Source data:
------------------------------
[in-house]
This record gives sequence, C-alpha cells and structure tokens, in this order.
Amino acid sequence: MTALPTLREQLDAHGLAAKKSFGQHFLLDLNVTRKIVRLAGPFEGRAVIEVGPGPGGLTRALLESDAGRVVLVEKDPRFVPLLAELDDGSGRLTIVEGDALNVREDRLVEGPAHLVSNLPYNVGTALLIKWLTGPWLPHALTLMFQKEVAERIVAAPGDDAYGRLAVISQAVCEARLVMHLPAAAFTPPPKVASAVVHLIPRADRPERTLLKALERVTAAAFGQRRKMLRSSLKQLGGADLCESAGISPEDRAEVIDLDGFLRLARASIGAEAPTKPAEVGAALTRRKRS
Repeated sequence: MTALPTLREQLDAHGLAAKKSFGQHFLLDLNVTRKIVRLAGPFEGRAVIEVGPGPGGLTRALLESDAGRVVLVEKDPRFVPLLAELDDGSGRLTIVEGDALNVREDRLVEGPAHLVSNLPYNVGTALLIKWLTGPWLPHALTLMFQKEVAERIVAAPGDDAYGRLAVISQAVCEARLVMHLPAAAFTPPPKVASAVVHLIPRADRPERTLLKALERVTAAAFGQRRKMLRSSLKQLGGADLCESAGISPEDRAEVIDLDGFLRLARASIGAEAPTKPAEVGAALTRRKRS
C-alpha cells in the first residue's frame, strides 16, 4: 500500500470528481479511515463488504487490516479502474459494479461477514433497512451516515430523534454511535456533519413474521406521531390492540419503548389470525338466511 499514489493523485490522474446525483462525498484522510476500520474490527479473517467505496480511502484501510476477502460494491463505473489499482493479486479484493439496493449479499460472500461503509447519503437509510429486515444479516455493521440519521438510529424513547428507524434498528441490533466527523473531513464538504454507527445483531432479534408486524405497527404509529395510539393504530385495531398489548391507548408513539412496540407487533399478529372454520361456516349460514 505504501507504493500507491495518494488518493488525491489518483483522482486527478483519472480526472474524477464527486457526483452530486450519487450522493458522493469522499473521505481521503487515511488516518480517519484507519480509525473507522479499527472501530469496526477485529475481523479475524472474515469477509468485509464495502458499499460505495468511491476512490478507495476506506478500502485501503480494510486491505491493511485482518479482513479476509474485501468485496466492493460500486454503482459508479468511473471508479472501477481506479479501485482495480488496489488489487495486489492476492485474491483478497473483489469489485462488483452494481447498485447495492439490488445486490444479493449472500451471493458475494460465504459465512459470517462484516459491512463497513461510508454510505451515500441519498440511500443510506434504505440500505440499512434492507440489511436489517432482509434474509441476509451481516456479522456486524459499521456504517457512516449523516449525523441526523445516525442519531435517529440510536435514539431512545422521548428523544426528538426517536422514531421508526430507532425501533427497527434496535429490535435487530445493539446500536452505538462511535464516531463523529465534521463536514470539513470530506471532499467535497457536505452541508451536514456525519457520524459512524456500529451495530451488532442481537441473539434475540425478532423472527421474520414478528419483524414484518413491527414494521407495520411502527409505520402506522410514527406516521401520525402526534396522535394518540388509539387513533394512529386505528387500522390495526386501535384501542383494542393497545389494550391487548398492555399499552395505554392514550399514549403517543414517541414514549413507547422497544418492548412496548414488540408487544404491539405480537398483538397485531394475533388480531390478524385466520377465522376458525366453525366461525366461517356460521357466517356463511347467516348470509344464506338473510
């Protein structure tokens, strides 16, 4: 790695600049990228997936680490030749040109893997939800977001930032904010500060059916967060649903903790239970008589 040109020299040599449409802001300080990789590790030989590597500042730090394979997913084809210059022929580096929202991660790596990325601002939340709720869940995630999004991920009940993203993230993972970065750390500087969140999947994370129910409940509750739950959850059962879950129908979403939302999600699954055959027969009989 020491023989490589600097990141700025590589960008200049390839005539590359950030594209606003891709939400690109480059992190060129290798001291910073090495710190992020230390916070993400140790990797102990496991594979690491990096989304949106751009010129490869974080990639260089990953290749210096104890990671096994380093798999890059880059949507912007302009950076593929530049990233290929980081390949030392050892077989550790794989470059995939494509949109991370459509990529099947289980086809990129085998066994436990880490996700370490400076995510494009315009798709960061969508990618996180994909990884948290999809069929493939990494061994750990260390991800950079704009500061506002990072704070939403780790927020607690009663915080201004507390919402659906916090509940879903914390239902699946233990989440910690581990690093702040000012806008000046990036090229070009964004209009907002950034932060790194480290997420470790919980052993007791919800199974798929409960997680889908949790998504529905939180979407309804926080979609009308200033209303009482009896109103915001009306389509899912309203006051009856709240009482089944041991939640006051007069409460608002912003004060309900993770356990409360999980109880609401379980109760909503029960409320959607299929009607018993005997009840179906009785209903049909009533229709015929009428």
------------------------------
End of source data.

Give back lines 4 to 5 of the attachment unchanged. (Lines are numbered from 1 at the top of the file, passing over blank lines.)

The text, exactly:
Repeated sequence: MTALPTLREQLDAHGLAAKKSFGQHFLLDLNVTRKIVRLAGPFEGRAVIEVGPGPGGLTRALLESDAGRVVLVEKDPRFVPLLAELDDGSGRLTIVEGDALNVREDRLVEGPAHLVSNLPYNVGTALLIKWLTGPWLPHALTLMFQKEVAERIVAAPGDDAYGRLAVISQAVCEARLVMHLPAAAFTPPPKVASAVVHLIPRADRPERTLLKALERVTAAAFGQRRKMLRSSLKQLGGADLCESAGISPEDRAEVIDLDGFLRLARASIGAEAPTKPAEVGAALTRRKRS
C-alpha cells in the first residue's frame, strides 16, 4: 500500500470528481479511515463488504487490516479502474459494479461477514433497512451516515430523534454511535456533519413474521406521531390492540419503548389470525338466511 499514489493523485490522474446525483462525498484522510476500520474490527479473517467505496480511502484501510476477502460494491463505473489499482493479486479484493439496493449479499460472500461503509447519503437509510429486515444479516455493521440519521438510529424513547428507524434498528441490533466527523473531513464538504454507527445483531432479534408486524405497527404509529395510539393504530385495531398489548391507548408513539412496540407487533399478529372454520361456516349460514 505504501507504493500507491495518494488518493488525491489518483483522482486527478483519472480526472474524477464527486457526483452530486450519487450522493458522493469522499473521505481521503487515511488516518480517519484507519480509525473507522479499527472501530469496526477485529475481523479475524472474515469477509468485509464495502458499499460505495468511491476512490478507495476506506478500502485501503480494510486491505491493511485482518479482513479476509474485501468485496466492493460500486454503482459508479468511473471508479472501477481506479479501485482495480488496489488489487495486489492476492485474491483478497473483489469489485462488483452494481447498485447495492439490488445486490444479493449472500451471493458475494460465504459465512459470517462484516459491512463497513461510508454510505451515500441519498440511500443510506434504505440500505440499512434492507440489511436489517432482509434474509441476509451481516456479522456486524459499521456504517457512516449523516449525523441526523445516525442519531435517529440510536435514539431512545422521548428523544426528538426517536422514531421508526430507532425501533427497527434496535429490535435487530445493539446500536452505538462511535464516531463523529465534521463536514470539513470530506471532499467535497457536505452541508451536514456525519457520524459512524456500529451495530451488532442481537441473539434475540425478532423472527421474520414478528419483524414484518413491527414494521407495520411502527409505520402506522410514527406516521401520525402526534396522535394518540388509539387513533394512529386505528387500522390495526386501535384501542383494542393497545389494550391487548398492555399499552395505554392514550399514549403517543414517541414514549413507547422497544418492548412496548414488540408487544404491539405480537398483538397485531394475533388480531390478524385466520377465522376458525366453525366461525366461517356460521357466517356463511347467516348470509344464506338473510